- Few Southeast students face suspension, expulsion for sexual assaults, campus paper finds (4/25/17)5
- Pilot House goes smoke-free (4/23/17)10
- Woman battered after smashing boyfriend's meth pipe against wall, police say (4/25/17)1
- Event includes the first public tour of 200-year-old Elmwood Manor (4/23/17)3
- BBB warns Jackson man's online business might not be legit (4/24/17)
- Cape councilman Bob Fox to run for mayor (4/21/17)5
- Cape couple turns their home into cozy, comfortable music venue (4/24/17)
- Perryville family organizing bone-marrow drive Friday for ailing 6-year-old boy (4/26/17)
- Without city record, Marie Street residents on hook for thousands in sewer repairs (4/19/17)7
- Sikeston man charged in shooting death of Cape man (4/23/17)
Thanks for protecting children
Parents can feel safer knowing that Big Tobacco will no longer be able to prey on children with despicable and manipulative marketing practices, thanks to recent actions taken by the president and Congress.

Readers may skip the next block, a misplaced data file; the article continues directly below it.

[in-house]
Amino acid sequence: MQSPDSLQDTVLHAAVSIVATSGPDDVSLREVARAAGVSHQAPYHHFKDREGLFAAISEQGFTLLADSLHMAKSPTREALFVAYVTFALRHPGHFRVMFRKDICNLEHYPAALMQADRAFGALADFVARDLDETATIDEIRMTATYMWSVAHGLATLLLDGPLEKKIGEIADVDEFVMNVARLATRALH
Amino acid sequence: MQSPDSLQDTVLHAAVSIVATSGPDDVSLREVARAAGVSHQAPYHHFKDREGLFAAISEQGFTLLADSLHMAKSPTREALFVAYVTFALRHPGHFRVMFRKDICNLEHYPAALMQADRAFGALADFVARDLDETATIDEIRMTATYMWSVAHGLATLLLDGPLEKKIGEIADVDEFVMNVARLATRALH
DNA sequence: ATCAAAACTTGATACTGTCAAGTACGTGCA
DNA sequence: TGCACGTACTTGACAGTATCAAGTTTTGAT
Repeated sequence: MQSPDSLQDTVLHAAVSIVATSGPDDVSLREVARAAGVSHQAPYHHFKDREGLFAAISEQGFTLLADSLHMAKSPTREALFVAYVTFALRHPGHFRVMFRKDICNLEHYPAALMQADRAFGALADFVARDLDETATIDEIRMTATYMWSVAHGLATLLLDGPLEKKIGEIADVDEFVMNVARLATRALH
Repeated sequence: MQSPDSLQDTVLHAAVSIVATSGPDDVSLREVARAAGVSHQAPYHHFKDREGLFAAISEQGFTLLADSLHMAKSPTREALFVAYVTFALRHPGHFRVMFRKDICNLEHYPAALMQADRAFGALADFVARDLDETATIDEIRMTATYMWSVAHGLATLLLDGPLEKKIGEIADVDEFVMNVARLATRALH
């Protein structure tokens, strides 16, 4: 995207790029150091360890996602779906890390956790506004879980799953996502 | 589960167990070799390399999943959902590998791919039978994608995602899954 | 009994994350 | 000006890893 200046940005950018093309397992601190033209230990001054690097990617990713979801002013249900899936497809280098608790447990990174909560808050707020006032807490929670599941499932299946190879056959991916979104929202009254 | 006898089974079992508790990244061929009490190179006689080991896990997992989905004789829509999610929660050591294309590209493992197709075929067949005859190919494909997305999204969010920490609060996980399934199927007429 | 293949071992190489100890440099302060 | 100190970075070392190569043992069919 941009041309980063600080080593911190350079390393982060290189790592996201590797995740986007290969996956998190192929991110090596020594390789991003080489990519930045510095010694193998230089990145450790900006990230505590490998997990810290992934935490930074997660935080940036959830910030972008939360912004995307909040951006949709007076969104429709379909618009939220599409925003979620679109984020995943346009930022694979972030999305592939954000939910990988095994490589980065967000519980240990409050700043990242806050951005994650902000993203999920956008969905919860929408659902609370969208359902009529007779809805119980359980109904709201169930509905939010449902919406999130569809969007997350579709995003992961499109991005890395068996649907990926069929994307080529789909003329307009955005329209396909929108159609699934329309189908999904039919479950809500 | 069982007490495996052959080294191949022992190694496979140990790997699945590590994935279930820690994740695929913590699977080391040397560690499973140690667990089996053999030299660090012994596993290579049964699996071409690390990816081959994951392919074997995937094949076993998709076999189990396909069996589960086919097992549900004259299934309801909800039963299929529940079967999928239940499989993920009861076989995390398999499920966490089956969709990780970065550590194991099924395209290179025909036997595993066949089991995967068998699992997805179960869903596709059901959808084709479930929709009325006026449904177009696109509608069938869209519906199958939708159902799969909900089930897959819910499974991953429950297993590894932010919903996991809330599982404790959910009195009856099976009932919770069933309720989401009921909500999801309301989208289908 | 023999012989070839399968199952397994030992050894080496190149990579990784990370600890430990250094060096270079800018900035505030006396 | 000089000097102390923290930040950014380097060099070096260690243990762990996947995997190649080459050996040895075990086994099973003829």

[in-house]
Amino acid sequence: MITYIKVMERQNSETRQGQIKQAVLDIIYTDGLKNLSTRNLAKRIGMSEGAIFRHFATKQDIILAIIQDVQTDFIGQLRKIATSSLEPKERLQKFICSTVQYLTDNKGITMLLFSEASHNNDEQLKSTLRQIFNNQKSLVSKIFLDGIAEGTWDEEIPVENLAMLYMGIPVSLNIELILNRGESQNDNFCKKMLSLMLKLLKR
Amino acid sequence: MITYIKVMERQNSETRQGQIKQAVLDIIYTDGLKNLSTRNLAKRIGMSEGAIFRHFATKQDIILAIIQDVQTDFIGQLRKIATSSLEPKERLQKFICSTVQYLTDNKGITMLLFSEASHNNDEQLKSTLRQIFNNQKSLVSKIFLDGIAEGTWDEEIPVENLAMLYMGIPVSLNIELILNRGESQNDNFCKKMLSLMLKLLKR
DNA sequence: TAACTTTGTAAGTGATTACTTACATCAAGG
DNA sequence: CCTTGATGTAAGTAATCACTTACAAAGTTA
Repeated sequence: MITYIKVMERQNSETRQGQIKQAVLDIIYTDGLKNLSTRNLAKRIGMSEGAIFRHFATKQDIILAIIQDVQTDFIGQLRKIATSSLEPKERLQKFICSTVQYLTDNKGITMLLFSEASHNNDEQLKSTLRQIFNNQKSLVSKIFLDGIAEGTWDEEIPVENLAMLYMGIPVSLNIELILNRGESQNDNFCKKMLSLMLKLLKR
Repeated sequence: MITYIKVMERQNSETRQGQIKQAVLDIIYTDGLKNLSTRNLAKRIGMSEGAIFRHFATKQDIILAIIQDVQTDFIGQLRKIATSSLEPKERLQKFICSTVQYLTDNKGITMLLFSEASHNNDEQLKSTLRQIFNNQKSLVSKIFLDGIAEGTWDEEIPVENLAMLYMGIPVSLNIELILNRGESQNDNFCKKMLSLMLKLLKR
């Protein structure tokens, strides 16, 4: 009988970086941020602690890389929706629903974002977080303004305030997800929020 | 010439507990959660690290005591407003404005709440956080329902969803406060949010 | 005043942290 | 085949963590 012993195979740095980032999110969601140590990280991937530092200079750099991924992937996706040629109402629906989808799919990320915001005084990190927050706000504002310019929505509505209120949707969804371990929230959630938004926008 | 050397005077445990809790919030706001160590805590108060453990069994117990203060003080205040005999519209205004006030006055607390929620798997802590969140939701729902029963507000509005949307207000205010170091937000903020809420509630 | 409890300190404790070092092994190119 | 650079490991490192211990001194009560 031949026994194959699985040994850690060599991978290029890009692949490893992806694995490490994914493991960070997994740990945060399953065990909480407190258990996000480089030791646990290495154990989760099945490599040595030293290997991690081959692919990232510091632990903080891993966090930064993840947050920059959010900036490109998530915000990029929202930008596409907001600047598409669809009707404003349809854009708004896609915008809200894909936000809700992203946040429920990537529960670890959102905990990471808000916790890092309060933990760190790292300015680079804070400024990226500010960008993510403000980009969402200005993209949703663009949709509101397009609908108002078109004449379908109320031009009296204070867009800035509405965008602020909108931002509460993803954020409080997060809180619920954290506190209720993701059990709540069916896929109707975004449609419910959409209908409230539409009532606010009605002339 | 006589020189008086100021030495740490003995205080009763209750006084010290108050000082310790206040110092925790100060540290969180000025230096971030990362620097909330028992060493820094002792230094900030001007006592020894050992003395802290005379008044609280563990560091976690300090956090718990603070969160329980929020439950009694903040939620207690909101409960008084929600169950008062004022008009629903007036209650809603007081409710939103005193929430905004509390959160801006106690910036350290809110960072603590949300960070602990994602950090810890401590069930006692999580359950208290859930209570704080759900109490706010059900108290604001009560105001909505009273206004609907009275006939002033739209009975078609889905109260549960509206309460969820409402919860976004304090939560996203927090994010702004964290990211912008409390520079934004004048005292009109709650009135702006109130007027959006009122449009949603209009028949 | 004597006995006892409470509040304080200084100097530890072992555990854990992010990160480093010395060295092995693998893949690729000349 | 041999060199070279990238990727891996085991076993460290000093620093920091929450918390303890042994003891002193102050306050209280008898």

Fifty years after tobacco smoke was found to be hazardous to health, a rogue industry will finally be subject to strong regulation. This is a historic moment for public health in this country. In the absence of meaningful regulation, the tobacco industry has had dangerously wide latitude to pursue its only goal to addict more customers and stop current users from quitting.
Every day 3,500 children try a cigarette for the first time. Another 1,000 children become addicted smokers. One-third of those addicted children will eventually die prematurely as a result of their smoking.
Granting the FDA authority to regulate the manufacture, sale and marketing of tobacco products will go a long way to reduce this deadly toll.
Big Tobacco will no longer be able to entice children with candy and fruit-flavored products or flashy advertising. And the industry will be required to disclose the ingredients in its products, including arsenic and polonium, two of the world's most potent poisons.
The American Cancer Society Cancer Action Network and other public health advocates have fought more than a decade for this critical lifesaving law. Mr. President, Sen. Claire McCaskill and Rep. Jo Ann Emerson, thank you and your colleagues for reining in Big Tobacco. Thank you for protecting our children.
SHARON ANN SPENCE, Volunteer, American Cancer Society Cancer Action Network, Perryville, Mo.